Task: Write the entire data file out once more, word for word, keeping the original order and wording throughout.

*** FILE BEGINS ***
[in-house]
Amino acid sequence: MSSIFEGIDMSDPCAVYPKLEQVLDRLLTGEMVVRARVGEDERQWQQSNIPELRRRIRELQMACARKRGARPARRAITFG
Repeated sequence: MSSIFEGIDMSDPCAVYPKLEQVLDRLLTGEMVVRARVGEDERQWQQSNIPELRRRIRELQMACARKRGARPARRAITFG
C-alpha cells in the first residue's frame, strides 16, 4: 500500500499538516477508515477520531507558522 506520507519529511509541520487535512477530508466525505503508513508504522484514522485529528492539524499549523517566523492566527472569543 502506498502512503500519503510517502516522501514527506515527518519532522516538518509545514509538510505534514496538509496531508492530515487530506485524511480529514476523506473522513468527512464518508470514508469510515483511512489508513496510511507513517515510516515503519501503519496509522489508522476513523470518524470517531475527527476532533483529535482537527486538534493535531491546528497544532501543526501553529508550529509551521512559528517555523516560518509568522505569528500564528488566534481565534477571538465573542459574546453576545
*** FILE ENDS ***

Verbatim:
[in-house]
Amino acid sequence: MSSIFEGIDMSDPCAVYPKLEQVLDRLLTGEMVVRARVGEDERQWQQSNIPELRRRIRELQMACARKRGARPARRAITFG
Repeated sequence: MSSIFEGIDMSDPCAVYPKLEQVLDRLLTGEMVVRARVGEDERQWQQSNIPELRRRIRELQMACARKRGARPARRAITFG
C-alpha cells in the first residue's frame, strides 16, 4: 500500500499538516477508515477520531507558522 506520507519529511509541520487535512477530508466525505503508513508504522484514522485529528492539524499549523517566523492566527472569543 502506498502512503500519503510517502516522501514527506515527518519532522516538518509545514509538510505534514496538509496531508492530515487530506485524511480529514476523506473522513468527512464518508470514508469510515483511512489508513496510511507513517515510516515503519501503519496509522489508522476513523470518524470517531475527527476532533483529535482537527486538534493535531491546528497544532501543526501553529508550529509551521512559528517555523516560518509568522505569528500564528488566534481565534477571538465573542459574546453576545